The thing is, despite seeing Busted in concert three times, the worst gig I ever went to was when Charlie Simpson (of Busted. Shut up, alright?) started playing with the band he’s in now, Fightstar. While the gig itself wasn’t too bad, the only people who would go with me were my parents. So there I was, a 20 year old woman in the Barfly in Camden with her parents. Oh and my Dad had just had a knee operation and Charlie Simpson and his flunkies almost knocked him over, so I screamed down the stairs at him about being “TOO FAMOUS FOR FUCKING MANNERS?!”. And then I met Harry from McFly outside and had my picture taken with him.

Remind me why I wanted to do this meme again?!
Best Gig
The best gig I ever went to was when I saw Foo Fighters in Hyde Park. It was incredible, finally getting to see my favourite band live, especially as they were supported my Motorhead, Juliette and the Licks and Queens of the Stone Age.
A-Mazing.
The only downside is that they were also supported by Angels and Airwaves who, quite frankly, suck donkey balls.
Last Gig
See above. It’s been a while.
Dream Gig
Hmm, this is tough, I could give you a list of people I’d like to see that would read like my own personal Woodstock, but really I think my dream gig would be to see Foo Fighters again, but in a small, intimate venue where they do some  acoustic songs, interact with the audience, have a chat…you know.
(and then invite me up on stage to do a rendition of Everlong with them, which has the audience weeping tears of pure joy because of the beauty of it all…ahem)
I think I’m supposed to tag people now, but I want everyone to have the chance to do it, so go on if you fancy it, leave me a comment below with the link, I’d love to read your answers too.

 

Rammstein at The O2

A few weeks ago, Husband and I were given the chance by Superbreak , who offer concert tickets and weekend breaks, to go and see Rammstein at The O2 arena and we jumped at the chance…only to be ill on the day and unable to go. Luckily, we knew someone who was able to take the tickets and review the show for Mum’s the Word, so without further ado, here it is:

The O2 on the banks of the River Thames has become synonymous with the biggest acts in music today. The likes of Lady Gaga, Rhianna and Take That have all tread the boards and performed to thousands of screaming fans in one of London’s biggest venues. Let’s just hope none of those people got caught up in the queue for tonight’s show…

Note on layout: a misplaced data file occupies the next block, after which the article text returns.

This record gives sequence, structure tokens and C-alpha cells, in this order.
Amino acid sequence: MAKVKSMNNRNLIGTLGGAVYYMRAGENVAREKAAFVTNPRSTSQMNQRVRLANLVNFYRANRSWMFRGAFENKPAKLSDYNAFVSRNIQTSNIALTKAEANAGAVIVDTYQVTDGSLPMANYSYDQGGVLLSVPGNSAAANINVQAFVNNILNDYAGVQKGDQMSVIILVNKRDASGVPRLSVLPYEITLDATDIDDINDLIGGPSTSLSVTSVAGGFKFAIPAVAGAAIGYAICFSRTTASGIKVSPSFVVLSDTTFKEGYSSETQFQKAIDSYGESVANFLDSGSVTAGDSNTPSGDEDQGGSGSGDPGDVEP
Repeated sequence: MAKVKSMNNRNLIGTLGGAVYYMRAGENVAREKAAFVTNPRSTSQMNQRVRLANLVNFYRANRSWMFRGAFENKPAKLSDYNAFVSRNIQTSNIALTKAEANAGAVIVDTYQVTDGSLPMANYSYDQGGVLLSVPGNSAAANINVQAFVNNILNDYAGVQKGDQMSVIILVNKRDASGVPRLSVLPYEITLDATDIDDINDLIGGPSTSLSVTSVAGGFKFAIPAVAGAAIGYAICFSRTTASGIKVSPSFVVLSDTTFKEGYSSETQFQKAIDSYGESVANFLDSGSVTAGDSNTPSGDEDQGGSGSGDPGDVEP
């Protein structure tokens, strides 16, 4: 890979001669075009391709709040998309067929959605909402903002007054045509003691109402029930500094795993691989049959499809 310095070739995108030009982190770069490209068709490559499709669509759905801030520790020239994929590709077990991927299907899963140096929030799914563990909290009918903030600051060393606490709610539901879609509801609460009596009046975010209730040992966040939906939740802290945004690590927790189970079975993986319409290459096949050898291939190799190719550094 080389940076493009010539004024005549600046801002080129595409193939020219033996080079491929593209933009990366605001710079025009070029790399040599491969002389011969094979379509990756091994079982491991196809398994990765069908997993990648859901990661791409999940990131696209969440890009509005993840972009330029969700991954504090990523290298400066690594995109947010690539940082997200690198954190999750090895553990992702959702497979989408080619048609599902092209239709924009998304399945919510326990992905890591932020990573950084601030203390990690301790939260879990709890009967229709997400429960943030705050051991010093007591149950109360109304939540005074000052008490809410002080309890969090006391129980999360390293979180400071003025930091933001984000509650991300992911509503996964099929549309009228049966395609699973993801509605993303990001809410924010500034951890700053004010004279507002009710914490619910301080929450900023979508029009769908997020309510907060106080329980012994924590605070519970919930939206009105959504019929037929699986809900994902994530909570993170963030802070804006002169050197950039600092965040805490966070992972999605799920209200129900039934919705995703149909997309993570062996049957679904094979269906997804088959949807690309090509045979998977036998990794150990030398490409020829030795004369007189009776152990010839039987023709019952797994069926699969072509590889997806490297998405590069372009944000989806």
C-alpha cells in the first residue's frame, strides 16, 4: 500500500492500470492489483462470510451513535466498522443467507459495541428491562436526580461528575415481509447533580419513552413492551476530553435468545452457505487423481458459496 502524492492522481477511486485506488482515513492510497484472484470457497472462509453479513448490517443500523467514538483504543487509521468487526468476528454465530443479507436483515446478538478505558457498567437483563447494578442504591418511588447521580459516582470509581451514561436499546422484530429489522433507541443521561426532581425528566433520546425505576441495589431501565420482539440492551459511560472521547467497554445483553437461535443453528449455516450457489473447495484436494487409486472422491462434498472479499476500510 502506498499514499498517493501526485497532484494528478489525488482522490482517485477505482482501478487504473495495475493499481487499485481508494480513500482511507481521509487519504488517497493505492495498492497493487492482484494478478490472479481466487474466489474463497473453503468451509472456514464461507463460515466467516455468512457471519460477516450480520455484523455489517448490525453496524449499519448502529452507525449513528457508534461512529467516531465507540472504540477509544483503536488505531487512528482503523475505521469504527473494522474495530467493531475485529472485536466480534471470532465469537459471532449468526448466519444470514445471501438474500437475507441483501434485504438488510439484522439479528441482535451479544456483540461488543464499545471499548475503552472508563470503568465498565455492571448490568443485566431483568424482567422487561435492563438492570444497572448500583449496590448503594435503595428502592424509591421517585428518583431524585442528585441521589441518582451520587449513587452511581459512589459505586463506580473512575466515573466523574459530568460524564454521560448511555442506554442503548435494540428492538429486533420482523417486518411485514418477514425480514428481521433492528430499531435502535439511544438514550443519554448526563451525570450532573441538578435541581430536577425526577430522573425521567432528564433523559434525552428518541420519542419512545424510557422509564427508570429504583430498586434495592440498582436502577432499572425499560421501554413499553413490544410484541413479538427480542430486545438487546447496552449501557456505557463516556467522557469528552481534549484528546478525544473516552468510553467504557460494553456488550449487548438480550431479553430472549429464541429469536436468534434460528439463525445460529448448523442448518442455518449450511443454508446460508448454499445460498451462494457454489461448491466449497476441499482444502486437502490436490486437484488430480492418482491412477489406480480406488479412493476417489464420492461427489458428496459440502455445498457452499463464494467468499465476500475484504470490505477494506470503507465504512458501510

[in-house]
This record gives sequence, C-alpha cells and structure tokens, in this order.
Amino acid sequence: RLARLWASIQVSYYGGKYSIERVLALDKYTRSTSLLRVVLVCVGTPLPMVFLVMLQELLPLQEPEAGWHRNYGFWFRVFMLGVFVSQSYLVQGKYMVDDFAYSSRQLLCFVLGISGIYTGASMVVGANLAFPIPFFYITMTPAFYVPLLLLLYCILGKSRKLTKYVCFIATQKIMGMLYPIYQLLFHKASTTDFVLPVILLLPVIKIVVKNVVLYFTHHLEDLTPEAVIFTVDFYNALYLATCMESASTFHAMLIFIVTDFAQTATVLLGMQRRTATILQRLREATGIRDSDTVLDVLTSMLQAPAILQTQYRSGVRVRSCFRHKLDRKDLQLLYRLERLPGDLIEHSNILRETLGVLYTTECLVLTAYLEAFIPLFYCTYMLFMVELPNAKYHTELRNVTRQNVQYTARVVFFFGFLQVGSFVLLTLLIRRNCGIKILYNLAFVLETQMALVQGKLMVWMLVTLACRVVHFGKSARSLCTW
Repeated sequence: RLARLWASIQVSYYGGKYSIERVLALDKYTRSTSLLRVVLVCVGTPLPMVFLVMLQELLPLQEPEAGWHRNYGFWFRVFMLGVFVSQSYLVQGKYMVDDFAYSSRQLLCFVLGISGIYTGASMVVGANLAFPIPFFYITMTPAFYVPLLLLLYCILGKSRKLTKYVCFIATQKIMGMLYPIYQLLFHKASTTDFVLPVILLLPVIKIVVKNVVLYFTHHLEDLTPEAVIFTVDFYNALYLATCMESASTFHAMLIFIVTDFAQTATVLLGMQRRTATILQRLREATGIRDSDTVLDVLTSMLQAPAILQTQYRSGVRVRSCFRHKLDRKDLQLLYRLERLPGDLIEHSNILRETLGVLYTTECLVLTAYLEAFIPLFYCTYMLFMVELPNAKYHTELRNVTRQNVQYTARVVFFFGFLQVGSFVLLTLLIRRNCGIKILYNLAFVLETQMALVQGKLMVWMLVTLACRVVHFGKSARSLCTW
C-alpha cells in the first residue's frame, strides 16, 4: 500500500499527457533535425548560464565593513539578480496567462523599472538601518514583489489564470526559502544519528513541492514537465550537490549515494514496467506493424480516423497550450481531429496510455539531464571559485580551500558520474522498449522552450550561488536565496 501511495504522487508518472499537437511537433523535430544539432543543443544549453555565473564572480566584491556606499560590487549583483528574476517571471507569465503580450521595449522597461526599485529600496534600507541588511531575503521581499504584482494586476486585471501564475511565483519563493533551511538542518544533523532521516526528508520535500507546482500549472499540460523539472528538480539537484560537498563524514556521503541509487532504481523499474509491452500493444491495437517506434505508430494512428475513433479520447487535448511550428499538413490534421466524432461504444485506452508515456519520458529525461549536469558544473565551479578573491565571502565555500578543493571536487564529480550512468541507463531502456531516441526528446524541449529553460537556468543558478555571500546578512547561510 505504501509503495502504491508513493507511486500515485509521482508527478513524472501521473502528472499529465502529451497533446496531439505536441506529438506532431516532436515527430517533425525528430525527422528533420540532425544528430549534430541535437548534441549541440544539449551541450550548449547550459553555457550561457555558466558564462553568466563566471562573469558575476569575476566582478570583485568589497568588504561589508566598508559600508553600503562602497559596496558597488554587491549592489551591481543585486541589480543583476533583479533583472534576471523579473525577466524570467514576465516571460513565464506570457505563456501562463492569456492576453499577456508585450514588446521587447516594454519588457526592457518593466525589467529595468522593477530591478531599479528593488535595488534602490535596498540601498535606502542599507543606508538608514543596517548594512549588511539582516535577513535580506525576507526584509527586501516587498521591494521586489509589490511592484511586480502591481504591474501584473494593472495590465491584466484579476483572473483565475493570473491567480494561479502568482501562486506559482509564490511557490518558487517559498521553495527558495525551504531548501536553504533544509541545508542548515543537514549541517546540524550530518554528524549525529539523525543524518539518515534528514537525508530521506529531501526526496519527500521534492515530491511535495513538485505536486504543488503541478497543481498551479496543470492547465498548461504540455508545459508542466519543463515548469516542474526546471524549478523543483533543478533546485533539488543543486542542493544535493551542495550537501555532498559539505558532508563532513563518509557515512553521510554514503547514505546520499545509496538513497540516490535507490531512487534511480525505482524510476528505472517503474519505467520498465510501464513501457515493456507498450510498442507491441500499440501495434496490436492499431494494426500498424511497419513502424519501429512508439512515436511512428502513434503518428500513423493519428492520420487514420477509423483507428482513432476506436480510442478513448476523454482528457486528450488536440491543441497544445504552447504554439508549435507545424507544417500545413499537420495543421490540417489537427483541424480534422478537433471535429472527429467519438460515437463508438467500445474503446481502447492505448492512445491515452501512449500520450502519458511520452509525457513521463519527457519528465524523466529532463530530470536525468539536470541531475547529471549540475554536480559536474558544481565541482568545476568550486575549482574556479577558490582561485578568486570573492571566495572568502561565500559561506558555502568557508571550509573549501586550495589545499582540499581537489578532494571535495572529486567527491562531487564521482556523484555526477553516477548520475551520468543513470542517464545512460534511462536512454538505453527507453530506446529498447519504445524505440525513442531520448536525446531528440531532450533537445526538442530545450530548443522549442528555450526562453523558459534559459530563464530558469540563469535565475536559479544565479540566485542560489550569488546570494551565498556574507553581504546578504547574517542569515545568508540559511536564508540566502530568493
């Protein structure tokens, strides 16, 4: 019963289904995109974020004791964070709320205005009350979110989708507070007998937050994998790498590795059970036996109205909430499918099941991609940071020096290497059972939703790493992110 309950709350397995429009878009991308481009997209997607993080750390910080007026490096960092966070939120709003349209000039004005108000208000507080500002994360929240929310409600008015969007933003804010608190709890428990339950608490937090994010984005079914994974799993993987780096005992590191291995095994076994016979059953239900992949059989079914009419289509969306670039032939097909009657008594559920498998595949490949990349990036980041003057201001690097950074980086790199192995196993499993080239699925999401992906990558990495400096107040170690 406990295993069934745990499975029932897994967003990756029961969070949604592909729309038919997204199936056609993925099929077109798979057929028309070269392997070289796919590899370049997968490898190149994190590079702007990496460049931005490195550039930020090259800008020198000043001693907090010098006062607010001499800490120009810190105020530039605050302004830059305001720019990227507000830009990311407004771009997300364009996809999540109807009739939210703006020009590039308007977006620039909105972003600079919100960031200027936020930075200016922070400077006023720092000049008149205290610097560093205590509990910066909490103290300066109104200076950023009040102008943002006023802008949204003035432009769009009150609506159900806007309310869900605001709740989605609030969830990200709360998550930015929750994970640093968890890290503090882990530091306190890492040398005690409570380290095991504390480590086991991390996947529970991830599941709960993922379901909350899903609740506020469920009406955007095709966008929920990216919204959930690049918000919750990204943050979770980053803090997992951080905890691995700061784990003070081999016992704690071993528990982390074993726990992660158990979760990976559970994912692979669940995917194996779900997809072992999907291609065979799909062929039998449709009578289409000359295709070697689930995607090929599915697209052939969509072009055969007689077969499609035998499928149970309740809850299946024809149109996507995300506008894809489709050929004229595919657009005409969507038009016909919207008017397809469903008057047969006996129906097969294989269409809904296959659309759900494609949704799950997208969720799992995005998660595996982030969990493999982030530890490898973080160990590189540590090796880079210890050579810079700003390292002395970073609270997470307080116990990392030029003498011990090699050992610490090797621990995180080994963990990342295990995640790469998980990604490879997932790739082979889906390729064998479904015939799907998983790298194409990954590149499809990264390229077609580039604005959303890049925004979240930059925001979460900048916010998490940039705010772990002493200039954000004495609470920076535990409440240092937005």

Rammstein is not a band for the feint hearted. The heavy german industrial outfit has been on the circuit for over ten years and initially their shows, world renowned for their pyrotechnics, had to be moved to arenas when rows of the audience were getting frazzled at the front of their gigs in smaller venues.

Back then, question marks hovered over whether they could fill a venue but tonight, back to back and side to side, Rammstein had brought in their hordes, showing heavy metal is far from dead.

They played a plethora of their hits, from the earlier slow and powerful ‘Mutter’ to the more up-to-date, heavier and slightly commical ‘America’ with equal measure of rawkus reaction from the crowd, who never shunned from singing the German lyrics.

But, this wasn’t so much about the hits; it was about the stage show. As the house lights came down an industrial walkway slowly descended from the ceiling, surrounded by smoke and with regular explosions of sparks flying into the crowd. The band emerged at the side of the stage to take a procession around the audience, brandishing flags – both Rammstein’s own logo and St George’s Cross – and a flame to lead them in their solemn march.

Once they took their places and built up the anticipation for the first note, they never missed a beat. Perhaps the treadmill keeping the keyboard player both exercising and in time during the show may have helped, but each member gave their all, diminishing all doubt the band were a generic industrial outfit.

Stand out performances came from lead singer Till Lindemann, who regardless of all the chaos going on around him, didn’t miss a note and sung with more passion than many of his genre fail to achieve. Also, founder of the band and still the driving force behind the guttural sound, Richard Z. Kruspe was true to form, showing real talent with his six strings and making the thumping melodies of each song come to life.

Fire rose up from the floor, masks with flame throwers attached criss-crossed the stage, fireworks exploded to the words ‘bang, bang,’ all the time with an eerie green or red backdrop that looked somewhere between the Crystal Maze Industrial Zone and the few minutes before a nuclear plant melts down.

Rammstein might never take over the charts, but with a loyal following, superb industrial beats, sing along songs – regardless of their native language – and sold old arenas, this band aren’t going anywhere for a long time. Forget the West End or a Las Vegas show, make sure you catch Rammstein next time they are round.

Review by Jennifer Scott / Photos by Bert Sowerby

Thanks to Jennifer, Bert and Superbreaks!